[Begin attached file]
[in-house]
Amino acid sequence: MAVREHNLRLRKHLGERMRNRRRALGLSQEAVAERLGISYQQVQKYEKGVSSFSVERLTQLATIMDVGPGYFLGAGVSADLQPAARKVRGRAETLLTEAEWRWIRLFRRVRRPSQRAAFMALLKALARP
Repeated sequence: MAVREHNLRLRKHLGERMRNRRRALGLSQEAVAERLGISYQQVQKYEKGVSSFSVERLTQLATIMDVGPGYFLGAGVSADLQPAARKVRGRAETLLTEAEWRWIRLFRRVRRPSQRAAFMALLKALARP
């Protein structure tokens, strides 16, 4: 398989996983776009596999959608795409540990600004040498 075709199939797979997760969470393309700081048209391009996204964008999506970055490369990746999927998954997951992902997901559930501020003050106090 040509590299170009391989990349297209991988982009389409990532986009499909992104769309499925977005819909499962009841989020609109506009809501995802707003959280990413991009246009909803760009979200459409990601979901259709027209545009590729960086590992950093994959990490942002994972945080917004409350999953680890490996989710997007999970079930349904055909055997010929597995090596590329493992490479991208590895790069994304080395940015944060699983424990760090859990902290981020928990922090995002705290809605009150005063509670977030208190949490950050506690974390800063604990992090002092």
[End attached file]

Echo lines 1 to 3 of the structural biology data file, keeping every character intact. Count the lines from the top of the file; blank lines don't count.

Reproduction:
[in-house]
Amino acid sequence: MAVREHNLRLRKHLGERMRNRRRALGLSQEAVAERLGISYQQVQKYEKGVSSFSVERLTQLATIMDVGPGYFLGAGVSADLQPAARKVRGRAETLLTEAEWRWIRLFRRVRRPSQRAAFMALLKALARP
Repeated sequence: MAVREHNLRLRKHLGERMRNRRRALGLSQEAVAERLGISYQQVQKYEKGVSSFSVERLTQLATIMDVGPGYFLGAGVSADLQPAARKVRGRAETLLTEAEWRWIRLFRRVRRPSQRAAFMALLKALARP